Because of its social tolerance, the Dutch Republic formed a haven for Jews that were persecuted because of their beliefs throughout Europe.

Prominent Dutch Jews include Baruch Spinoza, a 17th century philosopher, Aletta Jacobs, a 19th century feminist, and Henri Polak, who founded both the socialist party SDAP and the labor union NVV.

The majority of Jews lived in Amsterdam, where they formed an eighth (90,000) of the population. During the Second World War about 75% of Dutch Jews were deported and murdered in the Holocaust.

Bahá'í Faith

The first mentions of the Bahá'í Faith in the Netherlands were in Dutch newspapers which in 1852 covered some of the events relating to the Bábí movement which the Bahá'í Faith regards as a precursor religion.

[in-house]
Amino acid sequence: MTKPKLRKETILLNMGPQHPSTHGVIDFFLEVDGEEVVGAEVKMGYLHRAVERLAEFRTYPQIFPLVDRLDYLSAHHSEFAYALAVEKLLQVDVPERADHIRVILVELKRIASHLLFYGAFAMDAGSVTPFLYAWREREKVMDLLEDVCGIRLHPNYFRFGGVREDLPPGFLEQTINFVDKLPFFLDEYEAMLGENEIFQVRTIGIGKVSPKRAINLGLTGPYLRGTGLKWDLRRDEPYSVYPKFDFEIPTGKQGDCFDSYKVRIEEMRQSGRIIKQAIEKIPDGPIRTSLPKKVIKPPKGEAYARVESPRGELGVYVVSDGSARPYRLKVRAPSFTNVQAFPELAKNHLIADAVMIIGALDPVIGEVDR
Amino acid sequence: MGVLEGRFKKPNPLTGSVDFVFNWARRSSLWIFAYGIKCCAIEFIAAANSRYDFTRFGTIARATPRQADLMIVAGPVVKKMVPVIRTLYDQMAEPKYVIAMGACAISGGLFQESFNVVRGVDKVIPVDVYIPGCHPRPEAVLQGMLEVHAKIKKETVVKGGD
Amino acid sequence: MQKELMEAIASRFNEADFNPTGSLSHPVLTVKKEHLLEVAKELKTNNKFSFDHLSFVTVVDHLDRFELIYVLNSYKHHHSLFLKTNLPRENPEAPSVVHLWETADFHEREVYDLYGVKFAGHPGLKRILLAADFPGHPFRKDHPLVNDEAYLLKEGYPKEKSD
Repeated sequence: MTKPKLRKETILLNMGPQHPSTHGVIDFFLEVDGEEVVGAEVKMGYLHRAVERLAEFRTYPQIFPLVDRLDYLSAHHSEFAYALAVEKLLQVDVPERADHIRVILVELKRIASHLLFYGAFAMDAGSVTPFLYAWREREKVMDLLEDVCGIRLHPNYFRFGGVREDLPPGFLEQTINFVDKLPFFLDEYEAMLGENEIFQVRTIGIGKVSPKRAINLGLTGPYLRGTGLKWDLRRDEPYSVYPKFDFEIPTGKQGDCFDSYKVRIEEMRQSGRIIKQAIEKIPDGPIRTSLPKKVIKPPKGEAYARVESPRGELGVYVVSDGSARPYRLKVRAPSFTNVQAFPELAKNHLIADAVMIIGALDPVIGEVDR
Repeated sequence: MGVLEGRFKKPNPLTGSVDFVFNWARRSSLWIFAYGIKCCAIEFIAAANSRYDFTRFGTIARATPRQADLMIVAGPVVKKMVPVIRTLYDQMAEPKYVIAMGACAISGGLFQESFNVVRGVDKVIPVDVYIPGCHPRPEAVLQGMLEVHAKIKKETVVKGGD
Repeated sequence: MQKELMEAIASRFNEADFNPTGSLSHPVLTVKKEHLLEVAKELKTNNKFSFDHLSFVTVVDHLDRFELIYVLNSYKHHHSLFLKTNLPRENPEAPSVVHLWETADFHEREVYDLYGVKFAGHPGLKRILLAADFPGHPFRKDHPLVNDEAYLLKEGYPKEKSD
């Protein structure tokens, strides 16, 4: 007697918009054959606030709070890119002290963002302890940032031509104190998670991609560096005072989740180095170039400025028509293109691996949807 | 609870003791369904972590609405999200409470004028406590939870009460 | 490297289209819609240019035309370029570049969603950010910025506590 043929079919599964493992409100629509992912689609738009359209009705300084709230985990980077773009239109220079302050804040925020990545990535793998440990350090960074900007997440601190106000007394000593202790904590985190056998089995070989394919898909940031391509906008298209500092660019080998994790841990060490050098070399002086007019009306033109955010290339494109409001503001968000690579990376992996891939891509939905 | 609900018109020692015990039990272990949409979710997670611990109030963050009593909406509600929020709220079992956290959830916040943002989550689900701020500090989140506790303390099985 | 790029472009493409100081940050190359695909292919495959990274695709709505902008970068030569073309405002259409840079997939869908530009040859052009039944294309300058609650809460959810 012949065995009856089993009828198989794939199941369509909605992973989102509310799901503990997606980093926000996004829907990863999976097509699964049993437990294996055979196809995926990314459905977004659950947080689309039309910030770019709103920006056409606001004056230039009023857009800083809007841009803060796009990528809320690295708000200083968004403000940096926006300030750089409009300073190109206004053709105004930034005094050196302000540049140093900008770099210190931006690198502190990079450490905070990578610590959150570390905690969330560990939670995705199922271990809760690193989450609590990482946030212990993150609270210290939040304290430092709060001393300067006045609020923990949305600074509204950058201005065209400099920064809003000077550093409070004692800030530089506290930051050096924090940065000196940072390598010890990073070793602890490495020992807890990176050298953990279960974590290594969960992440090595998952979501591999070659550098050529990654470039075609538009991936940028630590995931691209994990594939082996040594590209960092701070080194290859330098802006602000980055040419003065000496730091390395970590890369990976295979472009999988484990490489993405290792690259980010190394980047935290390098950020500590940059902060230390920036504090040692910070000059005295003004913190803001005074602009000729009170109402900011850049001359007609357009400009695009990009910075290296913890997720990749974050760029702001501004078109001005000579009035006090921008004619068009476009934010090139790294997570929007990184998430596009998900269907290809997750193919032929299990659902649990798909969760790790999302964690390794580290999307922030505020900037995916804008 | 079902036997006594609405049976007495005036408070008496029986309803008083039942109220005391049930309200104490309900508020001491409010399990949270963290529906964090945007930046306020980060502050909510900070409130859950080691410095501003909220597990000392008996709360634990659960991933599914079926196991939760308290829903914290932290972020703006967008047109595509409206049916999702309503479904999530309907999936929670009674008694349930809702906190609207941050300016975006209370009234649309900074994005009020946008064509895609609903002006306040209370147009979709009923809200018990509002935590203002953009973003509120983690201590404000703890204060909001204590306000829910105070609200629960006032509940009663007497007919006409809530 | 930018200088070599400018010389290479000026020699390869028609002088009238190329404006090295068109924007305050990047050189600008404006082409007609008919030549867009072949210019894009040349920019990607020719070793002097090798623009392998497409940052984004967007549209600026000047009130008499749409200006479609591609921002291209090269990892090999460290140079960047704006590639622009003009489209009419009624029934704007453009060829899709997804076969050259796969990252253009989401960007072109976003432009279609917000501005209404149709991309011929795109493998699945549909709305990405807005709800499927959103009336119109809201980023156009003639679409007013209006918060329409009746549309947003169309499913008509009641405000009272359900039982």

Circa 1904 Algemeen Handelsblad, an Amsterdam newspaper, sent a correspondent to investigate the Bahá'ís in Persia. The first Bahá'ís to settle in the Netherlands were a couple of families — the Tijssens and Greevens, both of whom left Germany for the Netherlands in 1937 as business practices were affected by Nazi policies.

Following World War II the Bahá'ís established a committee to oversee introducing the religion across Europe and so the permanent growth of the community in the Netherlands begins with Bahá'í pioneers arriving in 1946.

Following their arrival and conversions of some citizens the first Bahá'í Local Spiritual Assembly of Amsterdam was elected in 1948. In 1957, with 110 Bahá'ís and nine spiritual assemblies, the Bahá'í community in the Netherlands first elected its own National Spiritual Assembly.

In 2005 the Netherlands had 34 local spiritual assemblies. In 1997 there were about 1500 Bahá'ís in The Netherlands.